Here’s the family Christmas tree set up in the ranch house. This photo has actually been years in the making, as we did much of the construction on this house ourselves in between ranch work. This past summer much of the house was finally finished. It’s exciting to see years of work come together.
And in the next photo, the band is practicing for the annual Christmas concert. This band is made up of our family, several ranch hands, and a few good friends!
Even on Christmas day, the beeves will need to eat! Here’s Linnaea pulling strings from one of those hay bales of summer goodness. The “strings” are twine put around the hay bale when it is harvested in the summertime. They hold the bale together until we are ready to feed! It’s important we get all of the strings off each bale because if they end up in the field, cows can eat them and get sick, or the twine stays out in the field and later gets tangled in the equipment.
Melanie caught the morning frost on camera a few days ago. Temperatures drop below zero every night now, and an unusual amount of moisture in the air lately has meant a stunning display on the trees as we go about morning chores!
Quote of the Week
-From “Oh Little Town of Bethlehem” by Lewis Redner and Phillips Brooks
This week’s story: “A Midnight Clear”
Thirty Christmases. That’s how many it’s been on Alderspring Ranch.
1993: It was just Caryl and I that first year, huddled around a tree in our 350 square foot tin shack we called home. Without the wood stove that often glowed red on a frigid and brittle winter night the little plumbing we had would freeze (it often did anyway). At that time we were childless. To make up for it (or, perhaps train for a God-only-knew storm of girls we would soon start having), we had two dogs that would pile under or on our bed at night, depending on the temperature inside; an Aussie named Maggie and a husky named Skeena.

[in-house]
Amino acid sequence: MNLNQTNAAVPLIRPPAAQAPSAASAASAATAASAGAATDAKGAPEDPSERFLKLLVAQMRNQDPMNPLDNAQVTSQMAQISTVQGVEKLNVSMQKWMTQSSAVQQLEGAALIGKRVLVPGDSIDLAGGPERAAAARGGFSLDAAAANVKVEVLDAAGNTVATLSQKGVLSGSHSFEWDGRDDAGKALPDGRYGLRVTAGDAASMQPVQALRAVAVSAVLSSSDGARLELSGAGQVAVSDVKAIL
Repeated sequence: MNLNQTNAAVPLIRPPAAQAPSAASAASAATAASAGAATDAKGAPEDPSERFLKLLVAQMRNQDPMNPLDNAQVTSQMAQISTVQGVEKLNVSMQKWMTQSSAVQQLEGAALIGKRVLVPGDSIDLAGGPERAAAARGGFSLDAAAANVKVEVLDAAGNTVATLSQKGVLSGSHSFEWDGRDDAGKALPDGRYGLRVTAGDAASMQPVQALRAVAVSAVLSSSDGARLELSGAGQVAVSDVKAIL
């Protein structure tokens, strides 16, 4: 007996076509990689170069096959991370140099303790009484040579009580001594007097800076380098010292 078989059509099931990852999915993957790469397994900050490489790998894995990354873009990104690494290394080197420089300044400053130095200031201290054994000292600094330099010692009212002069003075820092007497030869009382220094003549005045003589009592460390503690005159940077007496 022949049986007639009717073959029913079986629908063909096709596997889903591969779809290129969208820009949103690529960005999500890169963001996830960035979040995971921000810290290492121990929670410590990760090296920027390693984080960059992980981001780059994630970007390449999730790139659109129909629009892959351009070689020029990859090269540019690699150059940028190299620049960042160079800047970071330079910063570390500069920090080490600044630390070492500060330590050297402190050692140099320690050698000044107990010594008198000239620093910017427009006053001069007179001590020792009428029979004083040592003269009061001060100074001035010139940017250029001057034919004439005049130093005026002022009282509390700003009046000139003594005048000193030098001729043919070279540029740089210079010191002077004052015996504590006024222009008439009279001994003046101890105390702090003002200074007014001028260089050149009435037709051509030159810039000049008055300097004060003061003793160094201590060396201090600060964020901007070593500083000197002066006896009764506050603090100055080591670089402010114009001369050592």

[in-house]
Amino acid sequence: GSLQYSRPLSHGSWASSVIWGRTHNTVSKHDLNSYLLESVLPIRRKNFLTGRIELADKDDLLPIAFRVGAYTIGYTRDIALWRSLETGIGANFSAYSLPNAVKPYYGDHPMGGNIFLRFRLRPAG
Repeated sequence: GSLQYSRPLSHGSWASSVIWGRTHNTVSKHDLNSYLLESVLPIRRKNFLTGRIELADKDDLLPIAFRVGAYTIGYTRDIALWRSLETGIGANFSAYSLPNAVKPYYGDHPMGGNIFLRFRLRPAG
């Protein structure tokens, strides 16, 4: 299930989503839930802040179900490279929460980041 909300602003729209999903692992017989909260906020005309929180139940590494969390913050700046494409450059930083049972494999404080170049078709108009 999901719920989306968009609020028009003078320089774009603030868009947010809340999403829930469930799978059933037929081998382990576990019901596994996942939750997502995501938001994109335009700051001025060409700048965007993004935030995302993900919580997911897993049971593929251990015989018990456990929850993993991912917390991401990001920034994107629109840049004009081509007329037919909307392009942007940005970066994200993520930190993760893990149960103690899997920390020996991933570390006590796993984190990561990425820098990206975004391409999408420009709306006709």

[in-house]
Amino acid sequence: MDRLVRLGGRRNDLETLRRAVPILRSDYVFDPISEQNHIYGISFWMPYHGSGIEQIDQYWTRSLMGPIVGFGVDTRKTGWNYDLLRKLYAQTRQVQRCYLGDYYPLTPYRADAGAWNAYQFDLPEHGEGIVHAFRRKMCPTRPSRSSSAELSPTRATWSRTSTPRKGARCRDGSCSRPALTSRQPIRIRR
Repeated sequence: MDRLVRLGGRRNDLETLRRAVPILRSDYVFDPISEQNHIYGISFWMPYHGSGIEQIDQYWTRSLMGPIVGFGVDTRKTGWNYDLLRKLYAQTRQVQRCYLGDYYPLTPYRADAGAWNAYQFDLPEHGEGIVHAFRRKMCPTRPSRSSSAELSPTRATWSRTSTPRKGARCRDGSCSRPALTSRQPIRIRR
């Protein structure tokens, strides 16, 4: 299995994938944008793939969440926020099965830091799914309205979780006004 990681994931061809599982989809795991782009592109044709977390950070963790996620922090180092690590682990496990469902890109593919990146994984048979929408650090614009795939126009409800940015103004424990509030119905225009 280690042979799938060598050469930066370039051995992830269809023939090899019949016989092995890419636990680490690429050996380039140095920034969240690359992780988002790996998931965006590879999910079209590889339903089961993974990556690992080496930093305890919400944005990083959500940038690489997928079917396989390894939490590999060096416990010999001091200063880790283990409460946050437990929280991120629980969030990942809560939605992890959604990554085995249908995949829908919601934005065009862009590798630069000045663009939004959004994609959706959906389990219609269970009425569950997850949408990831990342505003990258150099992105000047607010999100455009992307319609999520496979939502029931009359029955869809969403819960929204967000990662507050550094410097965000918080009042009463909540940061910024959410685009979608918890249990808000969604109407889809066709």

It was the first home that was truly ours. Just a tin-side to be sure, but the dirt underneath belonged to us too, all 145 acres of it. Before that, we never owned anything in our lives except what we could stuff in a 70’s ford sedan and rust-bucket Toyota Land Cruiser (you could get an immediate read on road conditions through several handy holes next to the pedals). In addition to dirt, we had livestock: seven cows were ours out on the big meadows along percolating under ice Agency Creek; the rest were the former owner’s—Ron and Frances Alder. The pair of septuagenarians still lived in a house (we asked them to stay despite them selling) just a few hundred feet from ours that wasn’t that much better than our tin shack. They’d been ranching on this place since the early 1940s, and although they owned it and the cows on it, they had little else besides a mare named Sally and a dog named Freckles….
Continue reading the story on our blog by clicking below!
And that’s it for this week!
Thanks again for partnering in what we do!
Glenn, Caryl, cowgirls and cowboys at Alderspring.
We’ve been crafting our pastured protein here in Idaho’s Rocky Mountains for nearly 30 years and delivering it direct to our partners for nearly as long. This is wild wellness, delivered from our ranch to your door.
Your partnership with alderspring directly supports our mission to improve soil health, wildlife habitat, and animal and human wellness through regenerative ranching practices.
Here’s what we’ve accomplished with your help & support in just the last 12 years!
More information about our regenerative practices and outcomes can be found at the button below.